By Paul Carsten and Lee Chyen Yee
BEIJING/SINGAPORE (Reuters) - Revenues from Baidu Inc's mobile services surpassed 10 percent of its quarterly total for the first time in the April-June period, dispelling fears that China's largest Internet search was losing market share to rivals.
Baidu has invested in location-based services, apps and online videos to make money off smartphone users as it looks to diversify its revenue stream and fend off increasingly stiff competition in the search market from rivals like Qihoo 360 Technology Co Ltd.
Investors had not expected these investments to boost revenues so soon, analysts said.
"Baidu said they were monetizing... but that was something the Street didn't factor in for the second quarter and especially for the third quarter," said Michael Clendenin, managing director of China-based advisory firm RedTech Advisors.
Baidu shares rose 12 percent in after-hours trade after it surprised investors with a higher-than-expected revenue forecast of $1.422 billion to $1.46 billion in the third quarter. Its second quarter revenues rose 28 percent from the previous quarter to $1.23 billion, in line with expectations.
"Our investments in mobile are already beginning to bear fruit," Baidu's Chief Financial Officer Jennifer Li told an analysts' briefing. "Mobile revenue for the first time accounts for over 10 percent of total revenue."
The company declined to disclose the percentage of its first-quarter revenues that came from mobile services.
China's mobile Internet market is expected to double to about 300 billion yuan ($48 billion) in 2014 from 150 billion yuan in 2012, with the number of active mobile Internet users rising to 749 million from 521 million during the same period, according to research firm Analysys International.
The growth potential in the mobile market has boosted total acquisitions, inclusive of net debt, in China's Internet sector to $1.6 billion so far this year, which is more than the $1.1 billion in the whole of 2012 and $900 million in 2011, according to Thomson Reuters data.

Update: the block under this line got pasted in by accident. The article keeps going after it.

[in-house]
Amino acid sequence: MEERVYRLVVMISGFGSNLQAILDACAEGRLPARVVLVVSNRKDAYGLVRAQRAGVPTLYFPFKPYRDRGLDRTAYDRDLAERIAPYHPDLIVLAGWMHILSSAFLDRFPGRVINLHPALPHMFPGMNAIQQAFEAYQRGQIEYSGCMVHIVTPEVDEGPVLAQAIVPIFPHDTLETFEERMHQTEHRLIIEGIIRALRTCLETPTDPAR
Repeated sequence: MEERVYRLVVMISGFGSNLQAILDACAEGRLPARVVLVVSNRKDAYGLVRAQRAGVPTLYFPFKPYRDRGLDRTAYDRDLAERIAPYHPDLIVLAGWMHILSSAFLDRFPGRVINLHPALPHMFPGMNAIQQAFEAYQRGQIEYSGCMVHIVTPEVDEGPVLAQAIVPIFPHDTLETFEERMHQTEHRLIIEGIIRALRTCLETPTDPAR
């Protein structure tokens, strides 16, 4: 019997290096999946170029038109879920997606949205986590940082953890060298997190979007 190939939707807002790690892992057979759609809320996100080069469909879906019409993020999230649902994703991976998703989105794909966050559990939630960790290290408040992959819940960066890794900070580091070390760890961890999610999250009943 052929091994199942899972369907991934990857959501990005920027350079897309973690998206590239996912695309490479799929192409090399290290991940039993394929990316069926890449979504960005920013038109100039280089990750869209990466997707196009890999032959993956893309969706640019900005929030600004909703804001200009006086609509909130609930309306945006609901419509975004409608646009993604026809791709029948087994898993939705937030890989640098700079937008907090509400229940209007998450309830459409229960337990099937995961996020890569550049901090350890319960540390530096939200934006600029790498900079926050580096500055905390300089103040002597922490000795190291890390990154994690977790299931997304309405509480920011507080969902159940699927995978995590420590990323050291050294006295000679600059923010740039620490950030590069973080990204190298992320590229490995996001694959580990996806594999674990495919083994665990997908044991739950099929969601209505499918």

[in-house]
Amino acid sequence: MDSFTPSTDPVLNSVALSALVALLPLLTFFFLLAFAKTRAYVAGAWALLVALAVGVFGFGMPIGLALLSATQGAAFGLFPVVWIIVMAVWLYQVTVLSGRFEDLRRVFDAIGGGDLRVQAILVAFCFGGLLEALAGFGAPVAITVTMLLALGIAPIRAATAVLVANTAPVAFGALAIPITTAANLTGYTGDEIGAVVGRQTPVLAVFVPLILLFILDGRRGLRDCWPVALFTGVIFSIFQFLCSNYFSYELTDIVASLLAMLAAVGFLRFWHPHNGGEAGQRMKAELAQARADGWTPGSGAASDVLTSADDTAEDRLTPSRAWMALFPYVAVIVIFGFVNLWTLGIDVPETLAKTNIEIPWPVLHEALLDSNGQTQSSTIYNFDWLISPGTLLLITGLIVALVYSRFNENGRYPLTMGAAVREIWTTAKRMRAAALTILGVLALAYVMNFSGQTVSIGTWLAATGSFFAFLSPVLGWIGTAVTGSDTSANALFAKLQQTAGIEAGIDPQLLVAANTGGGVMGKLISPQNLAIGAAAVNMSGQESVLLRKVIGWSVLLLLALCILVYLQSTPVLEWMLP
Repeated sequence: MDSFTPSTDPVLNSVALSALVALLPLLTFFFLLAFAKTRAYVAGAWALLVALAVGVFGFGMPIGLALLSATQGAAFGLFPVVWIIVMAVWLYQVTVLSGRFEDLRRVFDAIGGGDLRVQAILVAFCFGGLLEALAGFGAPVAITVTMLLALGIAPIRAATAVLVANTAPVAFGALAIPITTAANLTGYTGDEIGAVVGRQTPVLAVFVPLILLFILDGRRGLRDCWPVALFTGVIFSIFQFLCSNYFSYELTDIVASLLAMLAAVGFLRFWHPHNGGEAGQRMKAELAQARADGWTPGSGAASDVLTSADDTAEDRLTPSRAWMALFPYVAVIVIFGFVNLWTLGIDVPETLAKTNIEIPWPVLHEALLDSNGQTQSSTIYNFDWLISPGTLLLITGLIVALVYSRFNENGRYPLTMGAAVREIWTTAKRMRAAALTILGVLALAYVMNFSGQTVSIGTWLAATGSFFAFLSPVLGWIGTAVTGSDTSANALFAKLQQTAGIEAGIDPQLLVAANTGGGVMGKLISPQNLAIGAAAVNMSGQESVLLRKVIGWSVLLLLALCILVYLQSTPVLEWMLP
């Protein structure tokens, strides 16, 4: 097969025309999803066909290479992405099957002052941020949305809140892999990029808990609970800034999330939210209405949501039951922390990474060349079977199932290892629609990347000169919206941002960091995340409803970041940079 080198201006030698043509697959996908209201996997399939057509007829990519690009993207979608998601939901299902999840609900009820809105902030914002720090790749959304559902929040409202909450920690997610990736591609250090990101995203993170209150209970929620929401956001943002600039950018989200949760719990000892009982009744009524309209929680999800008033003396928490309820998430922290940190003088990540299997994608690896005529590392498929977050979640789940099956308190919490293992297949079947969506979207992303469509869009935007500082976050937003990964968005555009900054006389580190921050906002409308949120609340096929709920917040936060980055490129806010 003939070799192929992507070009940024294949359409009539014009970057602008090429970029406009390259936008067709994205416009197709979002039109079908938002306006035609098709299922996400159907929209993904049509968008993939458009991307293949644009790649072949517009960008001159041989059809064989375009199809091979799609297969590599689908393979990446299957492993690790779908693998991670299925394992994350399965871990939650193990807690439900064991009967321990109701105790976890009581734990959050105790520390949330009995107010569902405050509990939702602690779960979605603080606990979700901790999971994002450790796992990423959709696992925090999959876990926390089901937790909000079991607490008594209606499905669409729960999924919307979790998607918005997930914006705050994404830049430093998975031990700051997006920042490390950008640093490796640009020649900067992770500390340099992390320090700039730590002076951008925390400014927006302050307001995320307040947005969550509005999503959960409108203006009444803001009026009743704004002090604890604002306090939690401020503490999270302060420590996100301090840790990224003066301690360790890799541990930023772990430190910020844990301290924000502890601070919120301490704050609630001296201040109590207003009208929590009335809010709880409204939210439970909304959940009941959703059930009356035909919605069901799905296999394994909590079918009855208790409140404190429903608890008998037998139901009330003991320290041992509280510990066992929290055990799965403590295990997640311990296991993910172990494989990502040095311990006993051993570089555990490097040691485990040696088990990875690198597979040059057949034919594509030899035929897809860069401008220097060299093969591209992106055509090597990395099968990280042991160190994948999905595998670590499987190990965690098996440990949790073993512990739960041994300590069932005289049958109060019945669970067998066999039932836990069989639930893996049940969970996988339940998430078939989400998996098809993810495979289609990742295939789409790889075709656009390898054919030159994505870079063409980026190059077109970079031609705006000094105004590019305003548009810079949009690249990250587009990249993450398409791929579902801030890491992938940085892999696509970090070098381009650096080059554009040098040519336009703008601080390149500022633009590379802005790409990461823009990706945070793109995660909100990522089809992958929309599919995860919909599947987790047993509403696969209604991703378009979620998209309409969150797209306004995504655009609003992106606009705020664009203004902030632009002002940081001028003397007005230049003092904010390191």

Potential targets like Sohu.com Inc, Kingsoft Corp Ltd, Jiayuan.com International Ltd and Ctrip.com International Ltd are also enjoying a boost to their valuations.
The average twelve-month forward price-to-earnings ratio for the four companies was 24.35, compared to the Chinese Internet sector's average of 19.24, Thomson Reuters data showed.
Last week, Baidu said it would buy app store 91 Wireless for $1.9 billion from NetDragon Websoft Inc and other shareholders. [ID:nL4N0FM0V5] In May, it said it would buy the online video business of PPS Net TV for $370 million.
Chinese rivals Tencent Holdings Ltd and Alibaba Group are also investing to stimulate revenue growth.
Tencent is eyeing Western game developers to create games for its popular WeChat app, said Steve Grey, an executive in charge of game production.
Alibaba this year bought stakes in Sina Corp's social-networking website Weibo and in navigation and maps firm AutoNavi Holdings Ltd. Qihoo 360, which also has an app store, is in talks to acquire Sohu's search engine in a deal that could give it almost one quarter of China's search market.
"They're all moving in the same direction, but on mobile they don't know what the proven business model is," said Elinor Leung, an analyst at brokerage CLSA. "So the way to do it is do everything and see which works out eventually."
The rush to expand into mobile means some companies may be overpaying for acquisitions, RedTech Advisors' Clendenin said.
He estimates Alibaba paid ten to eleven times Sina Weibo's projected 2014 sales for its share while the cost to Baidu could be 18 to 19 times the projected sales of 91 Wireless.
"With Baidu there wasn't really much left on the table. I think NetDragon knew they had an advantage," Clendenin said.
"They were one of the few girls left at the dance willing to go out with Baidu."
(Corrects paragraph 5 from shares closing 11 percent higher to shares rising 12 percent in after-hours trade)
(Additional reporting by Pete Sweeney in Shanghai; Editing by Miral Fahmy)